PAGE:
Cross-Site XMLHttpRequest


I’ve just finished writing up some docs on the new Cross-Site XMLHttpRequest feature in Firefox 3. I was a little worried at first, but it definitely appears to be both easy-to-implement and easy-to-use. Specifically, it’s an implementation of the W3C Access Control working draft (which is respected by Firefox’s XMLHttpRequest).

If you’re interested in giving it a try you should fire up your copy of Firefox 3 and get ready to take it for a spin.

In a nutshell, there are two techniques that you can use to achieve your desired cross-site-request result: Specifying a special Access-Control header for your content or including an access-control processing instruction in your XML.

More information can be found in the documentation but here’s a quick peek at what your code might look like:

An HTML document (served via PHP) that specifies an Access-Control header: (Demo – FF3 Only)

  1. <?php
  2. // Change this to allow <yourdomain.com> to make it accessible to your site, or allow <*> for ANYONE to be able to access it.
  3. header('Access-Control: allow <ejohn.org>');
  4. ?>
  5. <b>John Resig</b>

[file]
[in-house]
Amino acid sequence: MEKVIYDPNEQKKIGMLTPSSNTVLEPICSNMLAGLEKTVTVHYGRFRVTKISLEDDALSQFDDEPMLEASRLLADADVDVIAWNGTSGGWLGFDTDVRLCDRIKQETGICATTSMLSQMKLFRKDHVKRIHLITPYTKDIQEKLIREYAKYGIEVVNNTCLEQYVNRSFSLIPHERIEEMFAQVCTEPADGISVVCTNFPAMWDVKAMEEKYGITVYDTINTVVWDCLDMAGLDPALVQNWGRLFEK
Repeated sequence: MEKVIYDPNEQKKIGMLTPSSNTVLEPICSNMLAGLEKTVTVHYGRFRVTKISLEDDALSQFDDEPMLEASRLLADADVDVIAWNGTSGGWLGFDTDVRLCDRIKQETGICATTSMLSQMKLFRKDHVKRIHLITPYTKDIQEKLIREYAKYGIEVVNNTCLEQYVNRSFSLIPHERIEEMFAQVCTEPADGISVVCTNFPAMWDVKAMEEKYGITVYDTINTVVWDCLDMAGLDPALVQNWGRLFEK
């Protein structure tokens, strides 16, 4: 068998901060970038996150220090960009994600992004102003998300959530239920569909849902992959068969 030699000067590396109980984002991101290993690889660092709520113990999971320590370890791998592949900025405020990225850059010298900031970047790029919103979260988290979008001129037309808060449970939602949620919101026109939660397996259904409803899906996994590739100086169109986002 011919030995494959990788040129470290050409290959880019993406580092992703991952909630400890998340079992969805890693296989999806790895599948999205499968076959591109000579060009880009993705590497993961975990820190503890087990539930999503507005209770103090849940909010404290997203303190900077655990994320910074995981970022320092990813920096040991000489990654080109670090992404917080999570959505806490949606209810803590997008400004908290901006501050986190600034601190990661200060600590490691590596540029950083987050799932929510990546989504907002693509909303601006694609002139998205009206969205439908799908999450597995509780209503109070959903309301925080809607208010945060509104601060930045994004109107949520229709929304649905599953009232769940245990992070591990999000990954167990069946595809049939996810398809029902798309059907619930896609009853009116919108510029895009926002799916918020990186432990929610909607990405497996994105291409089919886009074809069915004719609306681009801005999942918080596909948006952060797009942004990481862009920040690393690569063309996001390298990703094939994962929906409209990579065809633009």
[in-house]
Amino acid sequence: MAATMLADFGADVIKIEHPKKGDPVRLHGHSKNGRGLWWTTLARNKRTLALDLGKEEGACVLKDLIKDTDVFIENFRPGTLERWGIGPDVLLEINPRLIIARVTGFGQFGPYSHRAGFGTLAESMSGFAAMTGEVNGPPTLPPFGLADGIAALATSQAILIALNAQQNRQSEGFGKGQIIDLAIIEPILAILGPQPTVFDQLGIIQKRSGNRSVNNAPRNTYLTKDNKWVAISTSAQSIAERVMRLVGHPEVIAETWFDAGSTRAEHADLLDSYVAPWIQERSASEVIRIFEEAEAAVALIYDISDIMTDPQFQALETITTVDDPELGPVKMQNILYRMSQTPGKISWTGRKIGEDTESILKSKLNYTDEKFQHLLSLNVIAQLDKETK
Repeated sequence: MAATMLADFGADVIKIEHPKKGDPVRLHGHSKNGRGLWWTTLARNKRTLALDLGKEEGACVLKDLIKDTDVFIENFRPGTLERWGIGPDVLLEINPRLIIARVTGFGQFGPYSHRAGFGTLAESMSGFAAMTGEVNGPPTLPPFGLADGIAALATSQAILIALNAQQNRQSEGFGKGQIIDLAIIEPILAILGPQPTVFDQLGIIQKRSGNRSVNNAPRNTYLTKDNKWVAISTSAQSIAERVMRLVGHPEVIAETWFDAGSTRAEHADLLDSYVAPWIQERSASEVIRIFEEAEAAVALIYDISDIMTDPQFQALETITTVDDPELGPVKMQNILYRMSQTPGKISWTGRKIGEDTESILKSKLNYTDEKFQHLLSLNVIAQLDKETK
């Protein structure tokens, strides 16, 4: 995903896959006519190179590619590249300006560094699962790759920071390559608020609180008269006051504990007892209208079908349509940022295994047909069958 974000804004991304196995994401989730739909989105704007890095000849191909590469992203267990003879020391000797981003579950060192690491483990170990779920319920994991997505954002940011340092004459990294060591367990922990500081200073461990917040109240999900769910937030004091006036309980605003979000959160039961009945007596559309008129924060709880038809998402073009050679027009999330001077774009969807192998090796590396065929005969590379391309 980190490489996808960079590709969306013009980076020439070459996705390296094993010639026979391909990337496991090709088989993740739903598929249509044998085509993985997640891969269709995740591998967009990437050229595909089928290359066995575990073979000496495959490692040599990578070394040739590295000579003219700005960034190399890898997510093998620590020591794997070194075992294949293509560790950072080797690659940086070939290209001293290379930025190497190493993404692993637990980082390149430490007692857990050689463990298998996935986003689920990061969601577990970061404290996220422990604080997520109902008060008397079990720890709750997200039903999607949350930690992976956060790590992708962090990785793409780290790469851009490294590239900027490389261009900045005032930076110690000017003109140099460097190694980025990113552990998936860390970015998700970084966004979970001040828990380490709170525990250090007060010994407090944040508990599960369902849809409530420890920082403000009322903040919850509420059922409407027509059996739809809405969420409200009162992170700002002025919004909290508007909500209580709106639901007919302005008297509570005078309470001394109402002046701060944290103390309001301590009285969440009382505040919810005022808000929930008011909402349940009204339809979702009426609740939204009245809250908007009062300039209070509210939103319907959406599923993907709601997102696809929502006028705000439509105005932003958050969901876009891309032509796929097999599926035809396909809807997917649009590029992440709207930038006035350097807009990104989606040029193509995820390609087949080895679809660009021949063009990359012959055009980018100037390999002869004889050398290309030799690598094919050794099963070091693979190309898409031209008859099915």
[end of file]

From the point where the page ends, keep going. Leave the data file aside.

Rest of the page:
An XML document that specifies an access-control processing instruction: (Demo – FF3 Only)

  1. <?xml version="1.0" encoding="UTF-8"?>
  2. <!-- Change this to allow="yourdomain.com" to make it accessible to your site, or allow="*" for ANYONE to be able to access it. -->
  3. <?access-control allow="ejohn.org"?>
  4. <simple><name>John Resig</name></simple>

Now what’s especially nice about all this is that you don’t have to change a single line of your client-side code to make this work! Take, for example, this page which requests an HTML file from a remote domain – and, specifically, the JavaScript within it:

  1. var xhr = new XMLHttpRequest();
  2. xhr.open("GET", "http://dev.jquery.com/~john/xdomain/test.php", true);
  3. xhr.onreadystatechange = function(){
  4.   if ( xhr.readyState == 4 ) {
  5.     if ( xhr.status == 200 ) {
  6.       document.body.innerHTML = "My Name is: " + xhr.responseText;
  7.     } else {
  8.       document.body.innerHTML = "ERROR";
  9.     }
  10.   }
  11. };
  12. xhr.send(null);

This is same-old pure-blood JavaScript/DOM/XMLHttpRequest, as we’re use to it. For some limited applications, I think this functionality is already going to be terribly useful – and once wider adoption starts to trickle in we can certainly see a whole range of applications, especially in the area of client-side applications and mashups.

Posted: January 9th, 2008


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